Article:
5 Points on Gold & its Relationship with Forex
Besides the falling popularity of Donald Trump's golden hair, the real gold is trading near its five-year lows beneath $1,100/ounce and is down by roughly 40% from its 2011 peak of $1,900/ounce. Why is gold losing its value? Could we see further losses? Here are 5 important points on the matter.
1- Gold & US Dollar have an Inverse Relationship
One of the main reasons why this topic is important to forex traders is because gold prices typically have an inverse correlation to Ms. USA's performance. When Ms USA aka US dollar is high and mighty on the forex dance floor, the demand for gold shrinks. Basically it's as if there is room only for one star to shine. And with the Fed expected to hike interest rates before the end of the year, investors could keep dumping their gold bars in exchange for U.S. assets and the dollar.
Picking one of Ms. USA's major forex dancing partners, let's take a look at the USD/CAD pair which recently reached our bullish target of 1.30, breaking above the neckline of a long-term saucer pattern.
The pair has been consolidating in the past week but remains above key pivot points and the Ichimoku Cloud. But this could only be the calm before the storm ahead of the FOMC week. Market participants are very interested in gauging the FOMC's temperature after several policymakers have hinted on optimism regarding the state of the economy and a chance of a rate hike in 2015. With some investors pricing in January 2016 as the most likely period for the first rate hike, any suggestion by Fed officials that a rate hike is more than just a theoretical possibility in September could prove to be a significant driver for a jump in the US dollar strength and therefore further drops for gold.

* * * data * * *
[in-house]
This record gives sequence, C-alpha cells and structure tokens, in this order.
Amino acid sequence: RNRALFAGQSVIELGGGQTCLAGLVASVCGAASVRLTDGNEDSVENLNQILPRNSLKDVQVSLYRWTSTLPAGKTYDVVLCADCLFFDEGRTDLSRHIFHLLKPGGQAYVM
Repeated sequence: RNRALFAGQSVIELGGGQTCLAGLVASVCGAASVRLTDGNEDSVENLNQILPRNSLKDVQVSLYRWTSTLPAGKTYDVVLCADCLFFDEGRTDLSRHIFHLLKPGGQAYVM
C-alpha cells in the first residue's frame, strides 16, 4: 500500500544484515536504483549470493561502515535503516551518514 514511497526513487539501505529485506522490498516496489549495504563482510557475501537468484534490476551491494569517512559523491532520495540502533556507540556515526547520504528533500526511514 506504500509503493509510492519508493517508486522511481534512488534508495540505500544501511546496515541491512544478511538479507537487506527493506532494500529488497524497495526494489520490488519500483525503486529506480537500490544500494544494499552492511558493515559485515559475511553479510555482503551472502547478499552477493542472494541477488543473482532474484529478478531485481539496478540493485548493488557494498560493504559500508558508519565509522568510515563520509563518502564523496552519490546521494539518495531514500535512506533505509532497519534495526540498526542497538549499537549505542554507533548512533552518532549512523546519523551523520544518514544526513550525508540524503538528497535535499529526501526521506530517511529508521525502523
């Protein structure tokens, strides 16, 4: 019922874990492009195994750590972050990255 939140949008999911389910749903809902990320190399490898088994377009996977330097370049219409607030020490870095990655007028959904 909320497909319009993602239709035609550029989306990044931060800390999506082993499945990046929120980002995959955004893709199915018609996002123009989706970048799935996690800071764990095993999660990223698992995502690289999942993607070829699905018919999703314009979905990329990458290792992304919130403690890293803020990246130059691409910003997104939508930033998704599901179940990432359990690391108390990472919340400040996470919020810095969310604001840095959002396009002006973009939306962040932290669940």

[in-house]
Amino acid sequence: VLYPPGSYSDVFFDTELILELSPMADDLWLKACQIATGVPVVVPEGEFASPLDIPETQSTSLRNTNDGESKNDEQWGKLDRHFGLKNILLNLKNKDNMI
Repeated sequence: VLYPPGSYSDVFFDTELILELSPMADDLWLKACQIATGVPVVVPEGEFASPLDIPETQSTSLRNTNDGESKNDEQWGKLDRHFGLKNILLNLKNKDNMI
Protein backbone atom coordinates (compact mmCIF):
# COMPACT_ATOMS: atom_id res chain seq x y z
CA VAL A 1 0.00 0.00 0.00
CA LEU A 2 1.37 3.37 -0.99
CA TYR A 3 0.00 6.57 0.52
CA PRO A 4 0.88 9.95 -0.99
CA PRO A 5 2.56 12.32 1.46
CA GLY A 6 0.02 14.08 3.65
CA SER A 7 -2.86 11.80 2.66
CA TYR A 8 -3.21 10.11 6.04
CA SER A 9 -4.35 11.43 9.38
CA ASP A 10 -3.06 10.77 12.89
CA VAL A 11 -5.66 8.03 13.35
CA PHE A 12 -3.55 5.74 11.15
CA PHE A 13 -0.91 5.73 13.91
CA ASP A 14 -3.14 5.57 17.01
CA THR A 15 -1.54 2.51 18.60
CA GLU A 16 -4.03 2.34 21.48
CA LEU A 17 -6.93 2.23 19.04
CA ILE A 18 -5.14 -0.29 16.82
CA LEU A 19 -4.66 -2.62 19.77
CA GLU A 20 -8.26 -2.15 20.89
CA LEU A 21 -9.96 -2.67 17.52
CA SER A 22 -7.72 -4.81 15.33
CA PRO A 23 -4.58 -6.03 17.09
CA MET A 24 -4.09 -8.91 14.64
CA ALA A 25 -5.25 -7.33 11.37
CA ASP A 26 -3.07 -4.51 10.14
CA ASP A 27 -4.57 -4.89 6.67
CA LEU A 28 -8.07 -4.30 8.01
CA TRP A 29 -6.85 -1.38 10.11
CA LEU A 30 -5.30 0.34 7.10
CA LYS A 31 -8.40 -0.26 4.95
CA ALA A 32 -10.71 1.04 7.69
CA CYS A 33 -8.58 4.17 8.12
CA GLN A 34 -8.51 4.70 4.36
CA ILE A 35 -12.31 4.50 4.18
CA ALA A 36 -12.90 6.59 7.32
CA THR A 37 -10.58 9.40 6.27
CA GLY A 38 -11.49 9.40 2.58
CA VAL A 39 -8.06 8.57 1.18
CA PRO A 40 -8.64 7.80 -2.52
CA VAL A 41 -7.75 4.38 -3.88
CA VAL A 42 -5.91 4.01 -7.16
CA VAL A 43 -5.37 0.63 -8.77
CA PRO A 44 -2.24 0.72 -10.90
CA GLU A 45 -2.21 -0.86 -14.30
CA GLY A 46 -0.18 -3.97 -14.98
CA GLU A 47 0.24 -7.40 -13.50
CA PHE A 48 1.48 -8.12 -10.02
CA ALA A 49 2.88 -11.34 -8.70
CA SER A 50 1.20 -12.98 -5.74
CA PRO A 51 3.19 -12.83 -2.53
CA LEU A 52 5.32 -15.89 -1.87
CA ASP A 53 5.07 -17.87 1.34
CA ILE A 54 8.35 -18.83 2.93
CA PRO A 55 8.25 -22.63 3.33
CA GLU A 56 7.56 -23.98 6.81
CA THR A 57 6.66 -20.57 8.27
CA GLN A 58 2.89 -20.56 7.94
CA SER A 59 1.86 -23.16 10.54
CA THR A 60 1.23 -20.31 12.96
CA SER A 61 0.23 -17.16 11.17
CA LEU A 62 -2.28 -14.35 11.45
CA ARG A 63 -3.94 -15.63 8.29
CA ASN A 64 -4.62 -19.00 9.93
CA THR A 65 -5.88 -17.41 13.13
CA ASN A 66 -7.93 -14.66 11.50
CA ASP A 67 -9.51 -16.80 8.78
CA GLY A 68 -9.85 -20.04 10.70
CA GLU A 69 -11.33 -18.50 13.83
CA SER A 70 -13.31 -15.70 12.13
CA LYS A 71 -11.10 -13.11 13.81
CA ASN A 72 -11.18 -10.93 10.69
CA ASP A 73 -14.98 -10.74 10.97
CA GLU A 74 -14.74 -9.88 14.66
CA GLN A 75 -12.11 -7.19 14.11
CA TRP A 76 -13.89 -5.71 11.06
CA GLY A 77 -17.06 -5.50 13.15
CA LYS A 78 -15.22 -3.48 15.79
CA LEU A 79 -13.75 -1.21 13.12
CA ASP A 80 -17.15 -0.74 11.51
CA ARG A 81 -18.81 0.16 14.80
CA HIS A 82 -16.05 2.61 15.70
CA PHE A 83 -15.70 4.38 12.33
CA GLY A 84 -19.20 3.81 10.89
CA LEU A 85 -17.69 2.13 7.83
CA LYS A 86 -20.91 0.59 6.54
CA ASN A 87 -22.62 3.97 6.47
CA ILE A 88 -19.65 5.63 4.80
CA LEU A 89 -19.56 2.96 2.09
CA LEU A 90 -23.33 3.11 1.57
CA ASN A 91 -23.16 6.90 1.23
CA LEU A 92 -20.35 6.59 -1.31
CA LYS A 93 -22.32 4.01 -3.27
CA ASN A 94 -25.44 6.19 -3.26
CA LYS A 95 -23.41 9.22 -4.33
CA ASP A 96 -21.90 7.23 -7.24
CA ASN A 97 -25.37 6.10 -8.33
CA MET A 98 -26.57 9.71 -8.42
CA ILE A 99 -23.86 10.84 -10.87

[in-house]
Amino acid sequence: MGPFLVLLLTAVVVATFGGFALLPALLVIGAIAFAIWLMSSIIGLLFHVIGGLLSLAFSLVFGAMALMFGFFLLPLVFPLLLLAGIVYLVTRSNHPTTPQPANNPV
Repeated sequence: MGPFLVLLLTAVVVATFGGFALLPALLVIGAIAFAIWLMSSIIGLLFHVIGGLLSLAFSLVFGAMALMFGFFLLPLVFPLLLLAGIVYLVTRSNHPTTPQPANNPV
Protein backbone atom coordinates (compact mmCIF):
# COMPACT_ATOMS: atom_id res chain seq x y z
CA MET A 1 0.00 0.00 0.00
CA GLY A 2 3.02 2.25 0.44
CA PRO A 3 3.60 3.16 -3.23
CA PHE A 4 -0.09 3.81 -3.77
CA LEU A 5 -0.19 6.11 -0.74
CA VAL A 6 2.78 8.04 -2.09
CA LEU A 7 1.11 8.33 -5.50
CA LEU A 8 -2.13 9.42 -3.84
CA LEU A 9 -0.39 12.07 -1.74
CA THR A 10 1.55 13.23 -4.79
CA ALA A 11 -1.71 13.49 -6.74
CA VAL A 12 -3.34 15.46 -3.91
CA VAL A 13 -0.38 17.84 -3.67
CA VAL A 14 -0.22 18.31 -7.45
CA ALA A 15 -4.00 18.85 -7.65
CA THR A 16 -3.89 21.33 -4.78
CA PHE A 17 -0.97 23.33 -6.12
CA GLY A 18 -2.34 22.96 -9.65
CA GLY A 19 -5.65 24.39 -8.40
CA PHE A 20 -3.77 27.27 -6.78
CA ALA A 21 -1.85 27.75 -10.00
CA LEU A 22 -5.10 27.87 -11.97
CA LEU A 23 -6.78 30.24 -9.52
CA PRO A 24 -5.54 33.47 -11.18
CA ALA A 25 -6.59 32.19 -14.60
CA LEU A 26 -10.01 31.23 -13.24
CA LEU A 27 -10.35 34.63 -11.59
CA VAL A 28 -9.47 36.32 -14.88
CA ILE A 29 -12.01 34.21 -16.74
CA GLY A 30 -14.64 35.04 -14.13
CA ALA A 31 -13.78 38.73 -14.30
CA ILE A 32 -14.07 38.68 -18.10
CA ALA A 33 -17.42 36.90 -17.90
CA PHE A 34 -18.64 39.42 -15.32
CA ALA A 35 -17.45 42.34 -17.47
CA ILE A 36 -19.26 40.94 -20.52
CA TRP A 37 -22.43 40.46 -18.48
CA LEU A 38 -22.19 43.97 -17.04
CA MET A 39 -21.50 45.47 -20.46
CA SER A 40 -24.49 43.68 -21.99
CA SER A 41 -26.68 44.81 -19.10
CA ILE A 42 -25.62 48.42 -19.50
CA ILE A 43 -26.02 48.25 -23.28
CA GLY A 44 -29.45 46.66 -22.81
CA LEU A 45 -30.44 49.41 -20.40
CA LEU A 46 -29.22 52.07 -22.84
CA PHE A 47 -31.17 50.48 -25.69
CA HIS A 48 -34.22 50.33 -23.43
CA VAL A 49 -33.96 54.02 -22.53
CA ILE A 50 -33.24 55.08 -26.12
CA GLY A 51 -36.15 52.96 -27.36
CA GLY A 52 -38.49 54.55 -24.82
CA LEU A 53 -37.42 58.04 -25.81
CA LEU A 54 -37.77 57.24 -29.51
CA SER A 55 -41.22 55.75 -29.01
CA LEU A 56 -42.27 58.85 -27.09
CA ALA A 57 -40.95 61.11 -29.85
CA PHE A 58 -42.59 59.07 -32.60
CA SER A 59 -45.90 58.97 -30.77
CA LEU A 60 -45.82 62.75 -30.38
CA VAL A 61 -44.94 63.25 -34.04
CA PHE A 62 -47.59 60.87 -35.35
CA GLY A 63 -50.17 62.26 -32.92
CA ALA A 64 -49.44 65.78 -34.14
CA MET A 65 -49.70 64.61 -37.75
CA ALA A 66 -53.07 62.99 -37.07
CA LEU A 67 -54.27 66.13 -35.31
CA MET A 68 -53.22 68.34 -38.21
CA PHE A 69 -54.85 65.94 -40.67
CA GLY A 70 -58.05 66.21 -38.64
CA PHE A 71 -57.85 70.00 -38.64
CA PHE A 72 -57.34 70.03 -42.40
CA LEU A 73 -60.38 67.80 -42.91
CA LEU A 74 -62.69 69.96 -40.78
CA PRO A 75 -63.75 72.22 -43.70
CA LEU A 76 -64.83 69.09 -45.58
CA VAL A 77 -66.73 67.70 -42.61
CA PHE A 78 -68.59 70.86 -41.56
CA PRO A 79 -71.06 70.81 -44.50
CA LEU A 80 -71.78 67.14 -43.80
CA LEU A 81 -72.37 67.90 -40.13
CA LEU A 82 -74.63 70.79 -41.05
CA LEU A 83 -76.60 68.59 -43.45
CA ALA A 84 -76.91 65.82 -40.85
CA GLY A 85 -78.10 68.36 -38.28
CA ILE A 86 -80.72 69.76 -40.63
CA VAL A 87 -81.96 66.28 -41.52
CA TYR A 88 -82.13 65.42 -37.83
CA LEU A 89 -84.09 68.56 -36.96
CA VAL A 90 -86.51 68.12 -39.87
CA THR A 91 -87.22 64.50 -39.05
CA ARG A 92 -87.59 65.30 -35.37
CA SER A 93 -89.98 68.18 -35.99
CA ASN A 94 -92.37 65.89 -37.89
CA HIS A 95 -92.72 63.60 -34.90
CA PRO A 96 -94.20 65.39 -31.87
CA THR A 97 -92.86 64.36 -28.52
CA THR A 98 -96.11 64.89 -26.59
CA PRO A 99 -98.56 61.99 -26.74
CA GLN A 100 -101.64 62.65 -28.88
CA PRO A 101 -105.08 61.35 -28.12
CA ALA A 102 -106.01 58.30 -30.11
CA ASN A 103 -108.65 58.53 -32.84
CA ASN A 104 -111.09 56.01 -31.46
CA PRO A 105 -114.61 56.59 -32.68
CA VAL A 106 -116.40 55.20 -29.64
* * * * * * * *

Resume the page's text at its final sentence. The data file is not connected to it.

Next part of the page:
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2- Less Gold Demand during Low Inflation
Investors tend to stock up on the precious metal when price levels are rising. Conversely, periods of low inflation like we’ve been seeing in the past few months result to weaker gold demand.
3- China is Buying Less Gold
Another global economic factor on gold prices is the latest gold reserves data from China which revealed the world’s second largest economy has limited its purchases of gold bars. Even though the Chinese central bank reported a 57% increase in its gold reserves, analysts were concerned that this is just half of what was expected.
4- Husbands are Buying Less Gold
Zooming down to the consumer level also suggests a potential decline in gold buying, whether including husbands who buy gold for their wives, or retail gold investors in general. This could be a result of the recent stock market tumble which probably dampened financial confidence and led some to sell off their gold holdings.
5- Precious Metals, Commodities & Mr. Aussie could Continue Down
Gold has a positive relationship with other precious metals, as well as with commodity currencies such as Aussie dollar. They typically all go down together. Talking about crowd psychology! As I have covered in previous updates, we are likely to see further drops in Mr. Aussie prices. And as the Land down Under is massively dependent on its mining sector, this could only add on to the bearish pressure.
So if all these factors continue riding the same path as the past few months, we could expect further drops in gold prices and therefore stronger US dollar. However if say Mr. Aussie decides to go nuts and suddenly gain massive power, or if inflation starts to pick up, we should look into an alternative bias.
*Important Note: The support and resistance levels are not suitable for all traders and largely depend on your account size, margin and leverage. Book a private lesson to learn how to personalize your account based on our trading guide.